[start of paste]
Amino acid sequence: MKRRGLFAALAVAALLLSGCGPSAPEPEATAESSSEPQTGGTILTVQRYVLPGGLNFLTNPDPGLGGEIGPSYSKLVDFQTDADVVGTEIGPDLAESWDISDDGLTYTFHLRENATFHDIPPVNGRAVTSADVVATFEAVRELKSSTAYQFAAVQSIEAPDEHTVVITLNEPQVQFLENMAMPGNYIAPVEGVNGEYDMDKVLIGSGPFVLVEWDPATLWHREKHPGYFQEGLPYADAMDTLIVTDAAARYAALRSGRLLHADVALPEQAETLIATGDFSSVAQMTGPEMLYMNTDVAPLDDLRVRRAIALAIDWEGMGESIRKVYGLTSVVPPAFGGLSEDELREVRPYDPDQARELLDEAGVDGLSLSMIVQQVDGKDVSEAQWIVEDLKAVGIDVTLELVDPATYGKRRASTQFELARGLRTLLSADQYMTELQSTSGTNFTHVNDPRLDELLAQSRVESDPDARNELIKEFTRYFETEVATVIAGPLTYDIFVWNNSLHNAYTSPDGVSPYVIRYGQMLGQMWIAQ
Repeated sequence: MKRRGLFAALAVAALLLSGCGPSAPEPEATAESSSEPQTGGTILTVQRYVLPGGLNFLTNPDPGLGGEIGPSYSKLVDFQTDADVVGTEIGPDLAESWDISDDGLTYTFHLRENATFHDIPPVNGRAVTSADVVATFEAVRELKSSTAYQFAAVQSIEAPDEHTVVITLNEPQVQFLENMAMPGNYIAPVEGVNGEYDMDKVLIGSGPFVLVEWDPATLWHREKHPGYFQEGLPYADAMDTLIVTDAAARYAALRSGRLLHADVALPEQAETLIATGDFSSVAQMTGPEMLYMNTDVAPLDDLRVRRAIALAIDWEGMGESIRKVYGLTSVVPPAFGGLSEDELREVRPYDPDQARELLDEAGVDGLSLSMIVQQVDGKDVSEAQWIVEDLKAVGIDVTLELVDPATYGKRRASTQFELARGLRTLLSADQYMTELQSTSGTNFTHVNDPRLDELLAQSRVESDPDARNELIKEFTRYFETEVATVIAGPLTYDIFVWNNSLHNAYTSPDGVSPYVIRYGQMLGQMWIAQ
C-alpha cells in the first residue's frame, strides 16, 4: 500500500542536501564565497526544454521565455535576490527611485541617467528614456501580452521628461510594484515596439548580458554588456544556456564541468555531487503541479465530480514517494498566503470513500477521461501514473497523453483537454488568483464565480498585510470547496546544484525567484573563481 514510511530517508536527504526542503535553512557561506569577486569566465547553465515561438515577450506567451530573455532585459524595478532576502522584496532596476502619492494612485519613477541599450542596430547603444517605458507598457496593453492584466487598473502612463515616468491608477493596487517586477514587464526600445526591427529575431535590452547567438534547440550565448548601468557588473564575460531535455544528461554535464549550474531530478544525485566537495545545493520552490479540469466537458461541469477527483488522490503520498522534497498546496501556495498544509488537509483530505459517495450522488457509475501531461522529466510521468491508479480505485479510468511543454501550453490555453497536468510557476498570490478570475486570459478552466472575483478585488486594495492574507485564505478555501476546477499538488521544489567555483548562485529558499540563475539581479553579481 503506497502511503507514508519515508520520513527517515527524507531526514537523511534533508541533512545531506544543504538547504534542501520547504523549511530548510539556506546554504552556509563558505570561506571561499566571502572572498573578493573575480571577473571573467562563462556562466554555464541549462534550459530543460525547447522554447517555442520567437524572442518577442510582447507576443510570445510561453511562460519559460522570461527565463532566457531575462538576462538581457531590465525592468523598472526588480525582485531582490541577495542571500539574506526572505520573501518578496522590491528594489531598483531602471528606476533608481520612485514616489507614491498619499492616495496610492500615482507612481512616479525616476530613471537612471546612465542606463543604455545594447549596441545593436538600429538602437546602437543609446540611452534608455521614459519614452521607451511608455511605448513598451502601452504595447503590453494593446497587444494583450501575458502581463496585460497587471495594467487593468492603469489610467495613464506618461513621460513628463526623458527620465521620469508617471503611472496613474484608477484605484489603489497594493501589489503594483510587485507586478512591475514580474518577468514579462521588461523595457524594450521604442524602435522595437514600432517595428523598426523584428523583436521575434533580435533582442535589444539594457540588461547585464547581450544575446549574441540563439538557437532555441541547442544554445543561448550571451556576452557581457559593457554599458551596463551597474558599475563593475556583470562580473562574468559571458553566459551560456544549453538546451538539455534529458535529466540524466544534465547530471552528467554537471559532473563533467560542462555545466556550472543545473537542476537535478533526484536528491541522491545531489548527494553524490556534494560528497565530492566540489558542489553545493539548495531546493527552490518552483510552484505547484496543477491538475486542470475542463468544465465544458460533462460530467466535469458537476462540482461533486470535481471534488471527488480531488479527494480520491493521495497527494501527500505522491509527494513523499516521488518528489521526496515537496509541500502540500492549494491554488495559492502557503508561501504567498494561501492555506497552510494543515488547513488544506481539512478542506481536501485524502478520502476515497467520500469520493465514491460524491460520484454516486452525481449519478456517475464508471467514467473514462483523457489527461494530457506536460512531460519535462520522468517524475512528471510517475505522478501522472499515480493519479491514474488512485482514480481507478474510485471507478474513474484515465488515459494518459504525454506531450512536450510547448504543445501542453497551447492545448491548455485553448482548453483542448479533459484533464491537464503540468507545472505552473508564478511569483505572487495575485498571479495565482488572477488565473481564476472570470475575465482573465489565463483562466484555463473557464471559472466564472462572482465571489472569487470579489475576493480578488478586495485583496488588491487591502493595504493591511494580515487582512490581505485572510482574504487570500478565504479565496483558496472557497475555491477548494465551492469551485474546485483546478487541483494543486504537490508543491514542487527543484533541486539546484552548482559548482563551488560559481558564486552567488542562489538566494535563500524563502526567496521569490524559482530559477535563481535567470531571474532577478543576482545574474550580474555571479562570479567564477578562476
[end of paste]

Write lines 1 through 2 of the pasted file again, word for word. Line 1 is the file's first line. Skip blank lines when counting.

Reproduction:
Amino acid sequence: MKRRGLFAALAVAALLLSGCGPSAPEPEATAESSSEPQTGGTILTVQRYVLPGGLNFLTNPDPGLGGEIGPSYSKLVDFQTDADVVGTEIGPDLAESWDISDDGLTYTFHLRENATFHDIPPVNGRAVTSADVVATFEAVRELKSSTAYQFAAVQSIEAPDEHTVVITLNEPQVQFLENMAMPGNYIAPVEGVNGEYDMDKVLIGSGPFVLVEWDPATLWHREKHPGYFQEGLPYADAMDTLIVTDAAARYAALRSGRLLHADVALPEQAETLIATGDFSSVAQMTGPEMLYMNTDVAPLDDLRVRRAIALAIDWEGMGESIRKVYGLTSVVPPAFGGLSEDELREVRPYDPDQARELLDEAGVDGLSLSMIVQQVDGKDVSEAQWIVEDLKAVGIDVTLELVDPATYGKRRASTQFELARGLRTLLSADQYMTELQSTSGTNFTHVNDPRLDELLAQSRVESDPDARNELIKEFTRYFETEVATVIAGPLTYDIFVWNNSLHNAYTSPDGVSPYVIRYGQMLGQMWIAQ
Repeated sequence: MKRRGLFAALAVAALLLSGCGPSAPEPEATAESSSEPQTGGTILTVQRYVLPGGLNFLTNPDPGLGGEIGPSYSKLVDFQTDADVVGTEIGPDLAESWDISDDGLTYTFHLRENATFHDIPPVNGRAVTSADVVATFEAVRELKSSTAYQFAAVQSIEAPDEHTVVITLNEPQVQFLENMAMPGNYIAPVEGVNGEYDMDKVLIGSGPFVLVEWDPATLWHREKHPGYFQEGLPYADAMDTLIVTDAAARYAALRSGRLLHADVALPEQAETLIATGDFSSVAQMTGPEMLYMNTDVAPLDDLRVRRAIALAIDWEGMGESIRKVYGLTSVVPPAFGGLSEDELREVRPYDPDQARELLDEAGVDGLSLSMIVQQVDGKDVSEAQWIVEDLKAVGIDVTLELVDPATYGKRRASTQFELARGLRTLLSADQYMTELQSTSGTNFTHVNDPRLDELLAQSRVESDPDARNELIKEFTRYFETEVATVIAGPLTYDIFVWNNSLHNAYTSPDGVSPYVIRYGQMLGQMWIAQ